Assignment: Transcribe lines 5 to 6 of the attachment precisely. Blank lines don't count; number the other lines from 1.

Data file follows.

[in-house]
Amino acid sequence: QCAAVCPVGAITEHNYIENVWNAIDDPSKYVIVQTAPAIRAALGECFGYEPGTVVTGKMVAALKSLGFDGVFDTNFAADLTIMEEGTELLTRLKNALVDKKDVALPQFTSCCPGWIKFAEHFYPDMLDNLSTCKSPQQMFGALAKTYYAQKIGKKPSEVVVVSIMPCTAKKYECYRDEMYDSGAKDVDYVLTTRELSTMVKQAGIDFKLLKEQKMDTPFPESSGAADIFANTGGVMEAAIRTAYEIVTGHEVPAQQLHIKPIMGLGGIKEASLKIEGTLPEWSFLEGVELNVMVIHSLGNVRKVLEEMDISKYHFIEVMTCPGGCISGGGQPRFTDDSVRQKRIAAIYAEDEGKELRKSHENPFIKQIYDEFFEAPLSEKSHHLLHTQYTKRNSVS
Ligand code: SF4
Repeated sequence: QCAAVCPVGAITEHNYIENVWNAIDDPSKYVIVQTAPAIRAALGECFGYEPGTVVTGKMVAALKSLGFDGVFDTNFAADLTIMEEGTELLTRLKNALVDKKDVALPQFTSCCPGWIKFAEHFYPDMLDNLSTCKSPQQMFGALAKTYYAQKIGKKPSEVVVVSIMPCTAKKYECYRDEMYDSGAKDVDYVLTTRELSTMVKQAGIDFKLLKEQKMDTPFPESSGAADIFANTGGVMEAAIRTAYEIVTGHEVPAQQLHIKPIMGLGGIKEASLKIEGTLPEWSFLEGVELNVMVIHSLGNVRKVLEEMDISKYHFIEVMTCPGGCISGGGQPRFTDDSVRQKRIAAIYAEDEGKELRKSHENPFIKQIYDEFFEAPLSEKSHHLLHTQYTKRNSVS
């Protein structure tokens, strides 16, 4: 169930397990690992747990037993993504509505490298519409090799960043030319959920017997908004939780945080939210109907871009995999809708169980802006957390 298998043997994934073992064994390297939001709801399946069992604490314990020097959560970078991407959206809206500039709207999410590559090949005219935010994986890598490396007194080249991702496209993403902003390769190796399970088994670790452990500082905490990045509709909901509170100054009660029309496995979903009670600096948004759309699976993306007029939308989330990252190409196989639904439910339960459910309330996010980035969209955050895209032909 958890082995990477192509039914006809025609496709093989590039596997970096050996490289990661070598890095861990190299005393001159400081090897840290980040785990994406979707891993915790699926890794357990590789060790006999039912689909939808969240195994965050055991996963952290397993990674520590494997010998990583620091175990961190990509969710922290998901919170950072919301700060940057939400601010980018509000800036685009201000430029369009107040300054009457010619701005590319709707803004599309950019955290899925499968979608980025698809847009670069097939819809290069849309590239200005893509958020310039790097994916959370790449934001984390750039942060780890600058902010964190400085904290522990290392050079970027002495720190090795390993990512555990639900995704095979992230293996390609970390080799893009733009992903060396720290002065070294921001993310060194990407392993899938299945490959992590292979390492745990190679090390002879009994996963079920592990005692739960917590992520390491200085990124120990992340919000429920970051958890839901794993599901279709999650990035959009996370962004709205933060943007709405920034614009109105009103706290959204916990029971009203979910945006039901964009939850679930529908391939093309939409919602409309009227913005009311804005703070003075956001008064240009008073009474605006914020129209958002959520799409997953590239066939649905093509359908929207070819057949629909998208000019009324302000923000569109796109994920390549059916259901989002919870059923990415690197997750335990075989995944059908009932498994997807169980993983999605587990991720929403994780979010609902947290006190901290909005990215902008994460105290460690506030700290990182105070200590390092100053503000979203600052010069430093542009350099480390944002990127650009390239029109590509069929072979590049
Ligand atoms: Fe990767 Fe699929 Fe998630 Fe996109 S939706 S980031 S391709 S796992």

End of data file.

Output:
């Protein structure tokens, strides 16, 4: 169930397990690992747990037993993504509505490298519409090799960043030319959920017997908004939780945080939210109907871009995999809708169980802006957390 298998043997994934073992064994390297939001709801399946069992604490314990020097959560970078991407959206809206500039709207999410590559090949005219935010994986890598490396007194080249991702496209993403902003390769190796399970088994670790452990500082905490990045509709909901509170100054009660029309496995979903009670600096948004759309699976993306007029939308989330990252190409196989639904439910339960459910309330996010980035969209955050895209032909 958890082995990477192509039914006809025609496709093989590039596997970096050996490289990661070598890095861990190299005393001159400081090897840290980040785990994406979707891993915790699926890794357990590789060790006999039912689909939808969240195994965050055991996963952290397993990674520590494997010998990583620091175990961190990509969710922290998901919170950072919301700060940057939400601010980018509000800036685009201000430029369009107040300054009457010619701005590319709707803004599309950019955290899925499968979608980025698809847009670069097939819809290069849309590239200005893509958020310039790097994916959370790449934001984390750039942060780890600058902010964190400085904290522990290392050079970027002495720190090795390993990512555990639900995704095979992230293996390609970390080799893009733009992903060396720290002065070294921001993310060194990407392993899938299945490959992590292979390492745990190679090390002879009994996963079920592990005692739960917590992520390491200085990124120990992340919000429920970051958890839901794993599901279709999650990035959009996370962004709205933060943007709405920034614009109105009103706290959204916990029971009203979910945006039901964009939850679930529908391939093309939409919602409309009227913005009311804005703070003075956001008064240009008073009474605006914020129209958002959520799409997953590239066939649905093509359908929207070819057949629909998208000019009324302000923000569109796109994920390549059916259901989002919870059923990415690197997750335990075989995944059908009932498994997807169980993983999605587990991720929403994780979010609902947290006190901290909005990215902008994460105290460690506030700290990182105070200590390092100053503000979203600052010069430093542009350099480390944002990127650009390239029109590509069929072979590049
Ligand atoms: Fe990767 Fe699929 Fe998630 Fe996109 S939706 S980031 S391709 S796992």